Stripped-down, folk rock music comes to Vail |

Stripped-down, folk rock music comes to Vail

Charlie Owen
Vail CO, Colorado
Special to the Daily

One brother likes rap, the other likes heavy metal, but together they write … folk music. Huh?

They are Ian Thomas Alexy and Teague Alexy, brothers and founding members of The Hobo Nephews of Uncle Frank, a Minnesota-based band that relies on a bare-bones, old-timey sound to separate itself from the pack. Drummer Paul Grill rounds out the line-up, adding a percusive depth to the music unattainable by the Alexy brother’s strings.

“We’re just trying to keep it simple and play simple really well,” said Teague Alexy, who sings and plays acoustic guitar and harmonica in the band.

The Hobo Nephews play Tuesday night at the Sandbar in Vail ” one stop on a 22-stop tour ” with another band from Minnesota, Trampled By Turtles.

Capturing the sound of a by-gone era that neither brother experienced firsthand isn’t as hard as it sounds because they limit the type and amount of instruments used, Alexy said. Their latest album, “Sing!,” is a testament to the band’s ability to write stripped-down folk-rock songs that actually sound like they were written during the depression, not by two young men who grew up in New Jersey in the technology age. “Sing!” sounds raw and unpolished while bringing together the typical elements of folk, bluegrass and country with instruments like the mandolin and fiddle.

“A lot of the songs we hand-picked people to come in to help us kind of capture that sound,” Alexy said.

This ability to pick and choose guest musicians, coupled with the total control they had in the production of “Sing!” is what makes it a great album, Alexy said.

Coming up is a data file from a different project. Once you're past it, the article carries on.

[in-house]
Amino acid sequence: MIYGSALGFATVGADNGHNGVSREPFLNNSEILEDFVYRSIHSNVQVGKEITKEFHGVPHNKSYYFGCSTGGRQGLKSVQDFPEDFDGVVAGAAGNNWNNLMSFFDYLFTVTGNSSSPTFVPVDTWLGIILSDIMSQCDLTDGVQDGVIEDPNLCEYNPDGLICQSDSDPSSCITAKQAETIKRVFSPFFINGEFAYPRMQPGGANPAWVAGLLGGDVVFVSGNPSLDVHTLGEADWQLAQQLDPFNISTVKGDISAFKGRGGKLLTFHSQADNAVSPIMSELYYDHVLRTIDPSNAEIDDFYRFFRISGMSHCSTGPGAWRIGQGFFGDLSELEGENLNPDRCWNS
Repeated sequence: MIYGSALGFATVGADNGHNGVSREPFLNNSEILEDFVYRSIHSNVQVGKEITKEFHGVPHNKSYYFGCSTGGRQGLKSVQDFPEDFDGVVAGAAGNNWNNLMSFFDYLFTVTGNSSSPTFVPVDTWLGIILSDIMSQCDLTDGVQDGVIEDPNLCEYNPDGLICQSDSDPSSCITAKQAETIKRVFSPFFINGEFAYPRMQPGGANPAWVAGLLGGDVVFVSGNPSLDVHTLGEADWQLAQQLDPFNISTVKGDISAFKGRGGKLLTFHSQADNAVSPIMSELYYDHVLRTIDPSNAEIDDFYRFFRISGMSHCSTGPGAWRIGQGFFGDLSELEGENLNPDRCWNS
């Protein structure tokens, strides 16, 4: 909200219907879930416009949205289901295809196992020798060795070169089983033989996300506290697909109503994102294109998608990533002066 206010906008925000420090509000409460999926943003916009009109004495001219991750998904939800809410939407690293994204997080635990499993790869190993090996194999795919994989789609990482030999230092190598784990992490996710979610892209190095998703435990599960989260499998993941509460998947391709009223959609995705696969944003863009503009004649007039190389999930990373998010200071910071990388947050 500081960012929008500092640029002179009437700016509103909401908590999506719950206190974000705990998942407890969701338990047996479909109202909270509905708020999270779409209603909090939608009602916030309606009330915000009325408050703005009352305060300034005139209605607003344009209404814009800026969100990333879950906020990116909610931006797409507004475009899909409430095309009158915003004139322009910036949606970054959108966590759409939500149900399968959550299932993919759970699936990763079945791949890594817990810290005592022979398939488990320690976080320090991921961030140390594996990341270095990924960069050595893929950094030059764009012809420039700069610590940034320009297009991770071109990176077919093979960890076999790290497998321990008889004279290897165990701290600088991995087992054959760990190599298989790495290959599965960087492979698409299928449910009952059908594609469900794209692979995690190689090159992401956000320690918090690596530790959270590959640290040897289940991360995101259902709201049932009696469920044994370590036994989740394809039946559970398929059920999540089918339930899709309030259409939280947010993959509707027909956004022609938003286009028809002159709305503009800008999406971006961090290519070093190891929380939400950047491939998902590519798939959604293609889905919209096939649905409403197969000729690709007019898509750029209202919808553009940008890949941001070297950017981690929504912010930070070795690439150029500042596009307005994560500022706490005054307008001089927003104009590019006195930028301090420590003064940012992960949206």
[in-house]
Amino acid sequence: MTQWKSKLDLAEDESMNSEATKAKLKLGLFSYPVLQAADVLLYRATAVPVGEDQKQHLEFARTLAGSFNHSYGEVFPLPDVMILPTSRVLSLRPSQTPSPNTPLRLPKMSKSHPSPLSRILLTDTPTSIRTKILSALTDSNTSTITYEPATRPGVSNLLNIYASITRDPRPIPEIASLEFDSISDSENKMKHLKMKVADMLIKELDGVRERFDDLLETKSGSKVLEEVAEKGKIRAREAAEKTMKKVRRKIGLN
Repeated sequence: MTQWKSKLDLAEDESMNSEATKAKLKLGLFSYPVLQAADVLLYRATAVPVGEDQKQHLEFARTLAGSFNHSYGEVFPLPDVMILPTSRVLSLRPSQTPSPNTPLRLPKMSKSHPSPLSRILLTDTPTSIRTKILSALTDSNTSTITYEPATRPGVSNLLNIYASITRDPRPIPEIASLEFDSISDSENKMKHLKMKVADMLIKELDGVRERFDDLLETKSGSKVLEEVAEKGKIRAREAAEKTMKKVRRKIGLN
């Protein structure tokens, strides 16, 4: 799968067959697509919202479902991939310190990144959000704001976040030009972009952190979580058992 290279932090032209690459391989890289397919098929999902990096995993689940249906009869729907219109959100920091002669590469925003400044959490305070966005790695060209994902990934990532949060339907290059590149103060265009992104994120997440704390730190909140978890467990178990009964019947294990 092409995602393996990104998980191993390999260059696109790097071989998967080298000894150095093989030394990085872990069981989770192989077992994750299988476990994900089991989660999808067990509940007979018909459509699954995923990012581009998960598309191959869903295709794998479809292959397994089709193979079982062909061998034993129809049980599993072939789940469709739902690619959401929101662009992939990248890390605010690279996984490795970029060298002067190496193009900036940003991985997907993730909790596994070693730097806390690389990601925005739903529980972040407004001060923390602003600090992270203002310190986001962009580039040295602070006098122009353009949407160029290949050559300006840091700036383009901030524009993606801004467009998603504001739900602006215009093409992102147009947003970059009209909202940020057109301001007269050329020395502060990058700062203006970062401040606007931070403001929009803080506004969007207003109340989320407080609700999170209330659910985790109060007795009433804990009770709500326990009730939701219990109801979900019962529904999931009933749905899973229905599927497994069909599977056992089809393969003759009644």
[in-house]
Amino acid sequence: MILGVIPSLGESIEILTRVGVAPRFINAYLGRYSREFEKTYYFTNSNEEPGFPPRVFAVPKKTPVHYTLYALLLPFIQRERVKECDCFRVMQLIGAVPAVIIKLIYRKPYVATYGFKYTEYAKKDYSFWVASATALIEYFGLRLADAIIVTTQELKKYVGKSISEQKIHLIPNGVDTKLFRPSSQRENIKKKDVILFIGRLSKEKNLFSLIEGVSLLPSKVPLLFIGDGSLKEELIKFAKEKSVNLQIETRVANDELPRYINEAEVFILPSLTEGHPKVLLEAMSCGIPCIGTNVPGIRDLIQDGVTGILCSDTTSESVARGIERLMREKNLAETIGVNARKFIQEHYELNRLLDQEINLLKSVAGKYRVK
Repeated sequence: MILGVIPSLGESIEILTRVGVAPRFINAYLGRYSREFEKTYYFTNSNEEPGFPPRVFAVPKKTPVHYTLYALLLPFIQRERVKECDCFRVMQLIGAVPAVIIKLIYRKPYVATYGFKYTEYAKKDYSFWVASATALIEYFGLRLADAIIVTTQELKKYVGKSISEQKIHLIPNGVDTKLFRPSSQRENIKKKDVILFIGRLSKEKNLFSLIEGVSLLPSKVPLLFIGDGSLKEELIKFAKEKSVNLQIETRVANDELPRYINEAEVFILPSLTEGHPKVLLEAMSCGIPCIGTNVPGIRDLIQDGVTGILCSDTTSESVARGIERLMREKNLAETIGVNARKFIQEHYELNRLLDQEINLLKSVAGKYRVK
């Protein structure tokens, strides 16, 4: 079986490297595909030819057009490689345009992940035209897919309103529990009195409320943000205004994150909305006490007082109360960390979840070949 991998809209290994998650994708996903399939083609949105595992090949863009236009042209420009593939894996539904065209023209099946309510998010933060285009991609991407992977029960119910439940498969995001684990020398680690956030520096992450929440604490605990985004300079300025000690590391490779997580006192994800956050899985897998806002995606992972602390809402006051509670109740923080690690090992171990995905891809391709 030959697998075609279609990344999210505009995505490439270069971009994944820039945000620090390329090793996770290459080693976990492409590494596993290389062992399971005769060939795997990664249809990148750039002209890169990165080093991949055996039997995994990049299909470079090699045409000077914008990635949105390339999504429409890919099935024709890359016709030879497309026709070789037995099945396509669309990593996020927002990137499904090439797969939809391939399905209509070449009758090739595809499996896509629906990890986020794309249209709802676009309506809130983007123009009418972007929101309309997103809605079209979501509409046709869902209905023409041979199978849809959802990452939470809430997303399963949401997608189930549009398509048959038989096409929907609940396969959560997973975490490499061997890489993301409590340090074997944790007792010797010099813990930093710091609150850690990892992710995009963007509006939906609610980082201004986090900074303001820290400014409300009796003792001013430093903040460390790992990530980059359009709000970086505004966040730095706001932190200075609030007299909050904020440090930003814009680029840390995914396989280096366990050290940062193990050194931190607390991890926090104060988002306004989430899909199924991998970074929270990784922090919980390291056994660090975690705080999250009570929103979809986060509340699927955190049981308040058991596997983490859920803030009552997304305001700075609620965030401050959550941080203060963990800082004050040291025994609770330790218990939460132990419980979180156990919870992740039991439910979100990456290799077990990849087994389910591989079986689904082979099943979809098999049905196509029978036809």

Even though The Hobo Nephew’s music is nowhere in the realm of hip-hop or heavy metal, Alexy acknowledges that without the brother’s prior influences and experiences, they wouldn’t be able to write a lot of their songs. He said that without his background in old-school hip-hop and reggae, many of the lyrics on their new album would never have come into existence.

It’s not just the brother’s musical history that shapes their sound, though. Over their lifetimes the brotheres have traveled much of the country and seen things that New Jersey would never be able to have shown them. It was through these travels that much of their music was born.

“Experience is invaluable to songwriting in general,” Alexy said.

Shaping those experiences into something that the rest of the world relates to is the hard part. Often, Alexy said, it’s hard for people to relate to the constant road life of a musician. Finding that common ground is part of the songwriter’s job.

“If you’re just kind of following where the music takes you and where the road is laid out before you it seems that all the experiences happen along with it. And the places where the music takes you and the people that you meet because of that, you know, that can be really strong for your songwriting,” Alexy said.

In the short two-and-a-half years since the Hobo Nephews came together as a band, they have come a long way. For starters, they have been able to avoid the sibling struggles so common in most family bands. They are accumulating a fan-following, especially in Minnesota, and they have already released two albums with an EP titled “One For The Time Capsule” on the way. But it hasn’t been easy. Because the two brothers come from different musical backgrounds, they’ve had to overcome some differences in style and ego to get this far.

“I think it’s going good … I feel lucky just to live in a place and be in a position where I can be a full-time musician, really, and be able to make my own music … and perform my own music. I feel like that’s a real blessing,” Alexy said.

High Life writer Charlie Owen can be reached at 748-2939 or

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